Prerendering extends the concept of prefetching. Instead of just downloading the top-level resource, it does all of the work necessary to show the page to the user without actually showing it until the user clicks. Prerendering behaves similarly to if a user middle-clicked on a link on a page (opening it in a background tab) and then later switched to that tab. However, in prerendering, that background tab is totally hidden from the user, and when the user clicks, its contents are seamlessly swapped into the same tab the user was viewing. From the user’s perspective, the page simply loads much faster than before.


<link rel=subresource href="critical/app.js">
<link rel=subresource href="critical/style.css">

subresource hint identifies critical resources required for current page load. These resources should be downloaded as early as possible, they are necessary for further page load so they must be fetched immediately.

Browser support

  • Using prefetching is possible in both Firefox and Chrome, and other browsers will probably implement it very soon.
  • If you use prefetching on your website and the visitor browser do not support prefetching, nothing will happen. It is safe to use prefetching as browsers will either implement it, or completely ignore it.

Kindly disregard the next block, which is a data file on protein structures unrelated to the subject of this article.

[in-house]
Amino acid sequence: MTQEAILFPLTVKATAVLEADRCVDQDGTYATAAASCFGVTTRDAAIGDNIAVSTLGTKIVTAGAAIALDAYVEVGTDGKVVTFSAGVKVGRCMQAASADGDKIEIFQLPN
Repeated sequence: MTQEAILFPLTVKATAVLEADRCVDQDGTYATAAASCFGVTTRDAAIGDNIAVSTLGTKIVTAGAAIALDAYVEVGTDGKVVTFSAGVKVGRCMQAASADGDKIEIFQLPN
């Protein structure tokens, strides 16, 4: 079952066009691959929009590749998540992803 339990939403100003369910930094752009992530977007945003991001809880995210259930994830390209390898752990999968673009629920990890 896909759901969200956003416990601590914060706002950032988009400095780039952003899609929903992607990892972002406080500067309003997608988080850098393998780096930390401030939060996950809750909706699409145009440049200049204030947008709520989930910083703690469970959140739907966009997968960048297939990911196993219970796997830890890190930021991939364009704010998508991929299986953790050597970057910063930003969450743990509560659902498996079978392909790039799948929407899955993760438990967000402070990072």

• Google Chrome do not use the prefetch attribute and use prerender instead. This means that you have to implement both prefetch and prerender, as shown in the example below:
<link rel="prefetch"  href="http://www.example.com/"> <!-- Firefox -->
<link rel="prerender" href="http://www.example.com/"> <!-- Chrome  -->




GoogleAnalytics provides asynchronous syntax for loading tracking script.

The snippet below represents the minimum configuration needed to track a page asynchronously. It uses _setAccount to set the page’s web property ID and then calls _trackPageview to send the tracking data back to the Google Analytics servers.

<script type="text/javascript">

  var _gaq = _gaq || [];
  _gaq.push(['_setAccount', 'UA-XXXXX-X']);

  (function() {
    var ga = document.createElement('script'); ga.type = 'text/javascript'; ga.async = true;
    ga.src = ('https:' == document.location.protocol ? 'https://ssl' : 'http://www') + '.google-analytics.com/ga.js';
    var s = document.getElementsByTagName('script')[0]; s.parentNode.insertBefore(ga, s);


You can read about it in the official documentation.

PageSpeed or ySlow

There are some tools as extensions to our browsers for measuring load times and suggest some optimization improvements for them. Chrome offers PageSpeed, which I find a great tool and in Firefox you can use ySlow, which is quite nice web page performance analyzer.


If you need just some short description you may check awesome slides http://bit.ly/preconnect-prefetch-prerender prepared by Ilya Grigorik, web performance guru at Google.